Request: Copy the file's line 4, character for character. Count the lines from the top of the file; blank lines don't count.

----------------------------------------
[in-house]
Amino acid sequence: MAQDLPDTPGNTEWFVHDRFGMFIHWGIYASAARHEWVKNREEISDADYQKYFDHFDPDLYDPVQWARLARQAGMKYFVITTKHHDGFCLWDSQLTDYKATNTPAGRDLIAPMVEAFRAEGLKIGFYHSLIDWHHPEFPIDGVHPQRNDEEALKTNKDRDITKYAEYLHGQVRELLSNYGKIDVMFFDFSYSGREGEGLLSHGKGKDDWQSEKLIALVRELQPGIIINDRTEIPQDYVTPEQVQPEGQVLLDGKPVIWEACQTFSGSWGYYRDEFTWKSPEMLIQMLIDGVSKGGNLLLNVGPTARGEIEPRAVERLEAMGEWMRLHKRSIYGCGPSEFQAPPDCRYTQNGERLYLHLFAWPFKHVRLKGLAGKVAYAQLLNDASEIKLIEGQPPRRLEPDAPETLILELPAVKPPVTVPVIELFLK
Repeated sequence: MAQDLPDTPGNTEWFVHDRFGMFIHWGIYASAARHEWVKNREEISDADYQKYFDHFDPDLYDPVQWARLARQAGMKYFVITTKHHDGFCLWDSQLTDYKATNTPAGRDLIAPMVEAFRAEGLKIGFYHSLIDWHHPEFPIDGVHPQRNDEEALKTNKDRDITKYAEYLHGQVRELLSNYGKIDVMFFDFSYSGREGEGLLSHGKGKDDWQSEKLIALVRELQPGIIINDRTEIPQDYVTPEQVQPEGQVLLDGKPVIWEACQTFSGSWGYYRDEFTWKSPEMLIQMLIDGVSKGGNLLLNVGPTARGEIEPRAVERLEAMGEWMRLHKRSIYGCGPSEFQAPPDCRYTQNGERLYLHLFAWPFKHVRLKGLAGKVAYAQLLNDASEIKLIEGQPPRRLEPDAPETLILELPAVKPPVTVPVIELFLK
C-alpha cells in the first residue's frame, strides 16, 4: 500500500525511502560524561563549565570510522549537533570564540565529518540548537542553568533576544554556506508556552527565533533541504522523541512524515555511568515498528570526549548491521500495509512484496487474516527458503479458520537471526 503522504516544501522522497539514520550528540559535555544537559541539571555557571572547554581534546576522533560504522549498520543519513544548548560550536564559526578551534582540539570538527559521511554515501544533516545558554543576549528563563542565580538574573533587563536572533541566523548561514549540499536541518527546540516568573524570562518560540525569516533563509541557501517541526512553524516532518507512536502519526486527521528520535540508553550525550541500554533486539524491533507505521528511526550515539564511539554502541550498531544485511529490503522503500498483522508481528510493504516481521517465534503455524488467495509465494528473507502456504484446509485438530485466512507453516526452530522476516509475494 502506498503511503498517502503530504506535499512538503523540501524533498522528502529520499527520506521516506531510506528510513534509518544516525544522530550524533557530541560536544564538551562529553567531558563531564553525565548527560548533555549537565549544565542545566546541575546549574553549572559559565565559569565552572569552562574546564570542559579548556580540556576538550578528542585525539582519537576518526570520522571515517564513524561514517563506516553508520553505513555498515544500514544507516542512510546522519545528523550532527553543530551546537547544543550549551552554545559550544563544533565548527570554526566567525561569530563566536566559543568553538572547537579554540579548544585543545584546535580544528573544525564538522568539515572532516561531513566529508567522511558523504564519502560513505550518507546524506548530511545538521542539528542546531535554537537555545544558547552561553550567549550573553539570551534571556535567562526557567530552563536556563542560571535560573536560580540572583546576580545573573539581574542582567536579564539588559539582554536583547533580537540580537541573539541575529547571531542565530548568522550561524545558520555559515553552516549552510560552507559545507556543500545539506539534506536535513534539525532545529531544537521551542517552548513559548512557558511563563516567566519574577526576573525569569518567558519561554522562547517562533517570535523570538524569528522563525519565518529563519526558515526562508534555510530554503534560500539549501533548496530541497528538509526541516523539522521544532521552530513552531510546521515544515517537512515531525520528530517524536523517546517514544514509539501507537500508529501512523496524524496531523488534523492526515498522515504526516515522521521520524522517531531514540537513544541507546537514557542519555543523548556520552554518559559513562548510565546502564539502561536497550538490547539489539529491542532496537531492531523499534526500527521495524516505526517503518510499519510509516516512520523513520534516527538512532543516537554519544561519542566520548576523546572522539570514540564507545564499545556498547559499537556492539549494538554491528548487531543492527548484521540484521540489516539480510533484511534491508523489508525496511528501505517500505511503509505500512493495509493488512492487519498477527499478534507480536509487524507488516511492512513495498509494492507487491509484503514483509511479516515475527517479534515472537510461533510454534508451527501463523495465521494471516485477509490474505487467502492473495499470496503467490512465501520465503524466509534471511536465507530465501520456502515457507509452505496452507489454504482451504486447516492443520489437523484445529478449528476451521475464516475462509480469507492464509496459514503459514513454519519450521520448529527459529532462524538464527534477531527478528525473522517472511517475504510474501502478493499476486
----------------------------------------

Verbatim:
C-alpha cells in the first residue's frame, strides 16, 4: 500500500525511502560524561563549565570510522549537533570564540565529518540548537542553568533576544554556506508556552527565533533541504522523541512524515555511568515498528570526549548491521500495509512484496487474516527458503479458520537471526 503522504516544501522522497539514520550528540559535555544537559541539571555557571572547554581534546576522533560504522549498520543519513544548548560550536564559526578551534582540539570538527559521511554515501544533516545558554543576549528563563542565580538574573533587563536572533541566523548561514549540499536541518527546540516568573524570562518560540525569516533563509541557501517541526512553524516532518507512536502519526486527521528520535540508553550525550541500554533486539524491533507505521528511526550515539564511539554502541550498531544485511529490503522503500498483522508481528510493504516481521517465534503455524488467495509465494528473507502456504484446509485438530485466512507453516526452530522476516509475494 502506498503511503498517502503530504506535499512538503523540501524533498522528502529520499527520506521516506531510506528510513534509518544516525544522530550524533557530541560536544564538551562529553567531558563531564553525565548527560548533555549537565549544565542545566546541575546549574553549572559559565565559569565552572569552562574546564570542559579548556580540556576538550578528542585525539582519537576518526570520522571515517564513524561514517563506516553508520553505513555498515544500514544507516542512510546522519545528523550532527553543530551546537547544543550549551552554545559550544563544533565548527570554526566567525561569530563566536566559543568553538572547537579554540579548544585543545584546535580544528573544525564538522568539515572532516561531513566529508567522511558523504564519502560513505550518507546524506548530511545538521542539528542546531535554537537555545544558547552561553550567549550573553539570551534571556535567562526557567530552563536556563542560571535560573536560580540572583546576580545573573539581574542582567536579564539588559539582554536583547533580537540580537541573539541575529547571531542565530548568522550561524545558520555559515553552516549552510560552507559545507556543500545539506539534506536535513534539525532545529531544537521551542517552548513559548512557558511563563516567566519574577526576573525569569518567558519561554522562547517562533517570535523570538524569528522563525519565518529563519526558515526562508534555510530554503534560500539549501533548496530541497528538509526541516523539522521544532521552530513552531510546521515544515517537512515531525520528530517524536523517546517514544514509539501507537500508529501512523496524524496531523488534523492526515498522515504526516515522521521520524522517531531514540537513544541507546537514557542519555543523548556520552554518559559513562548510565546502564539502561536497550538490547539489539529491542532496537531492531523499534526500527521495524516505526517503518510499519510509516516512520523513520534516527538512532543516537554519544561519542566520548576523546572522539570514540564507545564499545556498547559499537556492539549494538554491528548487531543492527548484521540484521540489516539480510533484511534491508523489508525496511528501505517500505511503509505500512493495509493488512492487519498477527499478534507480536509487524507488516511492512513495498509494492507487491509484503514483509511479516515475527517479534515472537510461533510454534508451527501463523495465521494471516485477509490474505487467502492473495499470496503467490512465501520465503524466509534471511536465507530465501520456502515457507509452505496452507489454504482451504486447516492443520489437523484445529478449528476451521475464516475462509480469507492464509496459514503459514513454519519450521520448529527459529532462524538464527534477531527478528525473522517472511517475504510474501502478493499476486